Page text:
Self-identity is the recognition of someone’s potential and qualities as an individual. When we have a balanced view of our self-identity, we can find the worth and value in the many facets that make us human. For example, a person can say I am smart, I am kind to others, I am attractive, I have a great sense of humor, I have a good work ethic, etc. However, many people find their self-identity, and their self-worth, not in who they are, but what they do.
This is called Performance Based Self-Identity.
Performance Based Self-Identity creates two types of people: perfectionists and avoiders. Both of these types of people have the same mantra of “I must meet certain standards to feel good about myself” (taken from “The Search for Significance by Robert S. McGee- highly recommended!)
Being a perfectionist is often viewed as a good trait because perfectionists work hard, get things done, and are reliable; however, being a perfectionist means that impossible standards are set and never obtained. No one is perfect; therefore, setting out to be is impossible and frustrating when not achieved. The perfectionist’s thinking of him or herself looks like, “Today, I got a 100% on my AP test; I got the highest promotion at work; I am a mom who has it all together…therefore, I am good/valuable/worthy/etc.” While these are all wonderful achievements, situations and circumstances change on a daily basis, so if a perfectionist feels valuable because he got the highest promotion, what will happen to his self-worth if he gets fired or laid off? This is when the perfectionist spirals into a state of devastation and feels not being good enough. The thinking then changes to “I failed my AP test; I didn’t get the promotion I went after; I wasn’t an excellent mother today…therefore, I am worthless/horrible/a failure/etc.” A perfectionist constantly struggles with this rollercoaster inner dialogue of being “good” one day and a “failure” the next.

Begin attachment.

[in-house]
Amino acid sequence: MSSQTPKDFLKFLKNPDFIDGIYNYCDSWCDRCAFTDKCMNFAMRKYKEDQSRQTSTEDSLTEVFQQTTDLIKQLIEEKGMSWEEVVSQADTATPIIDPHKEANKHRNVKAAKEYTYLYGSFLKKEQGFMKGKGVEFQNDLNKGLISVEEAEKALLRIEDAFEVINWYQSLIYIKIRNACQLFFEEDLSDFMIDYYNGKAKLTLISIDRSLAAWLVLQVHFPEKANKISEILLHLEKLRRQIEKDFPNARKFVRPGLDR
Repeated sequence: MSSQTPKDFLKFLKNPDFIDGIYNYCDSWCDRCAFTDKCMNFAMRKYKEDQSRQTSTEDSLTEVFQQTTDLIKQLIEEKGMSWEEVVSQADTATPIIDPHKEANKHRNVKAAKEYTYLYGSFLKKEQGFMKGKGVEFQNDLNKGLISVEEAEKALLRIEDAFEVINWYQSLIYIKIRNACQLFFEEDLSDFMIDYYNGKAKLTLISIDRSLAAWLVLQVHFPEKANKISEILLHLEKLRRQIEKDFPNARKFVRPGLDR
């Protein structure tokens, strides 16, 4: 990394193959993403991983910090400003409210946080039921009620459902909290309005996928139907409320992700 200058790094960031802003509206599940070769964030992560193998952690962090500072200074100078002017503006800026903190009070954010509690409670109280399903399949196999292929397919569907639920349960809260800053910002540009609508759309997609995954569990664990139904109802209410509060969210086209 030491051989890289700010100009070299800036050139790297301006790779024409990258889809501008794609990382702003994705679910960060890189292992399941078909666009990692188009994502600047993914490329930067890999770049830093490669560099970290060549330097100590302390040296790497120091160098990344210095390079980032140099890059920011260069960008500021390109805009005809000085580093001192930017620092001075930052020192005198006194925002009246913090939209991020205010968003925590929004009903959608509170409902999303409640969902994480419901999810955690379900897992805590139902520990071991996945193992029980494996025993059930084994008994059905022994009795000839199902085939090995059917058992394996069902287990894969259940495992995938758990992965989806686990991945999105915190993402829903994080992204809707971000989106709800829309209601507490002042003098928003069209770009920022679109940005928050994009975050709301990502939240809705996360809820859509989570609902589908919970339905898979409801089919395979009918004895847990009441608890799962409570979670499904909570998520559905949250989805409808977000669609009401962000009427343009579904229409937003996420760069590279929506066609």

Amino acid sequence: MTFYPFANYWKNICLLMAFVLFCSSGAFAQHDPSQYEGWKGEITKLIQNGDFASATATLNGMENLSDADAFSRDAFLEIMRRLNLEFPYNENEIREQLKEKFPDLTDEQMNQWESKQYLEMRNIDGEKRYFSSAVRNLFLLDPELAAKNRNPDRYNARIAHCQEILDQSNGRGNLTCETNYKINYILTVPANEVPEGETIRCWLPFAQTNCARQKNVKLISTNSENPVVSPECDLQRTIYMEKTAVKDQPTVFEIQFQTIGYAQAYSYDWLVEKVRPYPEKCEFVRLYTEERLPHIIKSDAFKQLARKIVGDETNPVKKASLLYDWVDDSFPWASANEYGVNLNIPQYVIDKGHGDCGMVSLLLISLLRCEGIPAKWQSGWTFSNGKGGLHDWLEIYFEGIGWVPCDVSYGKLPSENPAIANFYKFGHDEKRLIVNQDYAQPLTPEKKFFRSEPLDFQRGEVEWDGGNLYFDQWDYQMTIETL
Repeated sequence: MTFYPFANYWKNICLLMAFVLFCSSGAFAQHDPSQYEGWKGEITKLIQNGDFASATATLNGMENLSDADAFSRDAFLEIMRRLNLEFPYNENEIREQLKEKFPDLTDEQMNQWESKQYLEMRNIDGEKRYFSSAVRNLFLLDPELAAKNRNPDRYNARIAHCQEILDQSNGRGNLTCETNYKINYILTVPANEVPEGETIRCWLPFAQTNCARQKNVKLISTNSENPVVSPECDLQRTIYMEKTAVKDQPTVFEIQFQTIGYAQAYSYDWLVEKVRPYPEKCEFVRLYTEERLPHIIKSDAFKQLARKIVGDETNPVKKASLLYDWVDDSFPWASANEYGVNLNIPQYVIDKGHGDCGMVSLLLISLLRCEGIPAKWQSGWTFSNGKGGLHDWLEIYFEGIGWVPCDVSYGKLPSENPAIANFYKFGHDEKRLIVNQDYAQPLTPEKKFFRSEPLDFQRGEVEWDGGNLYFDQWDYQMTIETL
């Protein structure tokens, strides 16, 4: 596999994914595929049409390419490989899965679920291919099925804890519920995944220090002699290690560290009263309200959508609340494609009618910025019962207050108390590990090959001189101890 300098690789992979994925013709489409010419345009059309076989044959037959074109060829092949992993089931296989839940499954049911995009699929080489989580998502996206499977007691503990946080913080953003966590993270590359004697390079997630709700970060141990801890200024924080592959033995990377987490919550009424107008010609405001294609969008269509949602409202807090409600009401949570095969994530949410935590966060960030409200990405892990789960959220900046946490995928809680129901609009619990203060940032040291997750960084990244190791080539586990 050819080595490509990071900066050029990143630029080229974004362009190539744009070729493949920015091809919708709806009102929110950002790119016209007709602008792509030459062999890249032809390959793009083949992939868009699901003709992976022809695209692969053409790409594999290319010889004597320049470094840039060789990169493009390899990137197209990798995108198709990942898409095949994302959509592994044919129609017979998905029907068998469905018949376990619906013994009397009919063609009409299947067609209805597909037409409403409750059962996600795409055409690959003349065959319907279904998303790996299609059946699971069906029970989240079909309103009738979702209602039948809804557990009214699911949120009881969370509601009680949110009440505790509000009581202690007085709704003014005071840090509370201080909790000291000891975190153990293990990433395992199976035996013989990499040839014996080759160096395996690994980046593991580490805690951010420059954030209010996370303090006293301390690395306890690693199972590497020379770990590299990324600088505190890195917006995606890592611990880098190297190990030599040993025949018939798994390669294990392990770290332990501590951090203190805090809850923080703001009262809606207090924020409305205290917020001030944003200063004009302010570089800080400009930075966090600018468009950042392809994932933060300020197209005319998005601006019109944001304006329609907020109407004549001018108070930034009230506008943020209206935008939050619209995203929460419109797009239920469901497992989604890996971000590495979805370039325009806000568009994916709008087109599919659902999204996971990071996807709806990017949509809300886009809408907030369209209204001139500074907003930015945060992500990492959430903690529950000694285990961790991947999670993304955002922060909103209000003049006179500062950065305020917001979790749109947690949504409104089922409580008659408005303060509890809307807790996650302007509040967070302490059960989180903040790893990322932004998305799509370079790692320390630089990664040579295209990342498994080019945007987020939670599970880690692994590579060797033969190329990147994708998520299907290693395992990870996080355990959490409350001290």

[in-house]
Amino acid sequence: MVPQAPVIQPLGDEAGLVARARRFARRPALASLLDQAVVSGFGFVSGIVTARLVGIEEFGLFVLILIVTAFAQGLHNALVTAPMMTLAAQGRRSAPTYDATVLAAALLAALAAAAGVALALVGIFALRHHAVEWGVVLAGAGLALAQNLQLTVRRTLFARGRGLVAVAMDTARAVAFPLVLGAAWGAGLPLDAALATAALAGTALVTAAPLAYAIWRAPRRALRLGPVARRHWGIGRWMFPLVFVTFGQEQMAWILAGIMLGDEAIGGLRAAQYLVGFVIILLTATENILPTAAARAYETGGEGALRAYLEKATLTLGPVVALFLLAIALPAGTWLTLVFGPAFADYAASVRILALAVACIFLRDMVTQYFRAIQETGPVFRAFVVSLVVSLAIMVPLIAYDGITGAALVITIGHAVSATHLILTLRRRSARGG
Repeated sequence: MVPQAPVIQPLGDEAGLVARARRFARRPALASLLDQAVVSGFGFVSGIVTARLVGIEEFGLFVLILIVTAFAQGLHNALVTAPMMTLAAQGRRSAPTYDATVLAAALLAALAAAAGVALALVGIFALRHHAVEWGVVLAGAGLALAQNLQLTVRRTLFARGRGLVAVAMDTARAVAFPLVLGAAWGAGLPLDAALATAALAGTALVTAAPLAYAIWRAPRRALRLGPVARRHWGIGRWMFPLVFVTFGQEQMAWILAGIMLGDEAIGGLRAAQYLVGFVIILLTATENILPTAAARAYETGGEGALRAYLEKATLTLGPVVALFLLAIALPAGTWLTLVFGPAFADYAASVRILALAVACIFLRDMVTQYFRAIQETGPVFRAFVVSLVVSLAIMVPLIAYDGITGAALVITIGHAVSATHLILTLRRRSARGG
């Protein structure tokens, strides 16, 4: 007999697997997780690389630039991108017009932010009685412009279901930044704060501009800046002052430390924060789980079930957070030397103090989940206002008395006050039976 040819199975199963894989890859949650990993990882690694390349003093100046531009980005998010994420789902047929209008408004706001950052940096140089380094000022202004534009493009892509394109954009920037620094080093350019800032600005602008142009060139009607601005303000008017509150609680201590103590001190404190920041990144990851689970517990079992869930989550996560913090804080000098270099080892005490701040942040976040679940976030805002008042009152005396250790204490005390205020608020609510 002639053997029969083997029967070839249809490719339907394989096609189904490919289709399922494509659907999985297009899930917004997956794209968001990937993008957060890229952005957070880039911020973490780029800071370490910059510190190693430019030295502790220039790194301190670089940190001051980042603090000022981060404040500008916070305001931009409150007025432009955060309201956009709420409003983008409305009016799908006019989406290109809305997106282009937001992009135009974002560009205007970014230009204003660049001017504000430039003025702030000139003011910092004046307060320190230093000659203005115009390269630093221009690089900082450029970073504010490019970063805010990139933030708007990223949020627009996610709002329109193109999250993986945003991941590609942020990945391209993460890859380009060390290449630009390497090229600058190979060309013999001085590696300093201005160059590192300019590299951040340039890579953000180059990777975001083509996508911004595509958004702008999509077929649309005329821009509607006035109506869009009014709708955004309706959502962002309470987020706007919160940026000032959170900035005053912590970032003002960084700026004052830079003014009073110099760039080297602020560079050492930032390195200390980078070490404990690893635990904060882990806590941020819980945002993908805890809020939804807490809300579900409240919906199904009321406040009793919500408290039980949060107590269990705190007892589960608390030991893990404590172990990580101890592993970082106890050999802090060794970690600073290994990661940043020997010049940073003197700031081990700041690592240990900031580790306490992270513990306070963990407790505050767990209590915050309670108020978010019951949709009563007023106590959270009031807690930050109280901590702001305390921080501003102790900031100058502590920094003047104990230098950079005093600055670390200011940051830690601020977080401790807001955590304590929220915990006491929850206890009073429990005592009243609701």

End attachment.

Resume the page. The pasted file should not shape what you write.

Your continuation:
On the opposite end of the spectrum from perfectionism, are the avoiders. Failure is inevitable. It’s a part of life; however, when these people with a performance based self-identity fail, they believe that those failures equal worthlessness. They are then so fearful of failing again, that they become hopeless and stop trying to succeed all together. They avoid situations where they have to take a risk because the fear of failure is what is driving them. Their best is never enough in their eyes.
Performance Based Self-Identity is detrimental because:
• You are unable to relax and enjoy life
• Families and relationships suffer
• It can cause anxiety & depression
• It suffocates your joy and creativity
• You miss out on new and exciting opportunities
• You never feel good enough
• It causes a sense of hopelessness (The Search for Significance, McGee)
Overcoming this type of belief is not an easy task. You basically have to retrain your brain from a lifetime of thinking and start focusing on who you are, not what you do. Focus on these tips to find your self-worth in your SELF.
• Begin to set realistic goals
• Prepare for failure and accept that it is okay
• Be aware of rational vs. irrational thoughts
• Write down affirmations of your characteristics and review them every day
• Focus on who you are, not what you do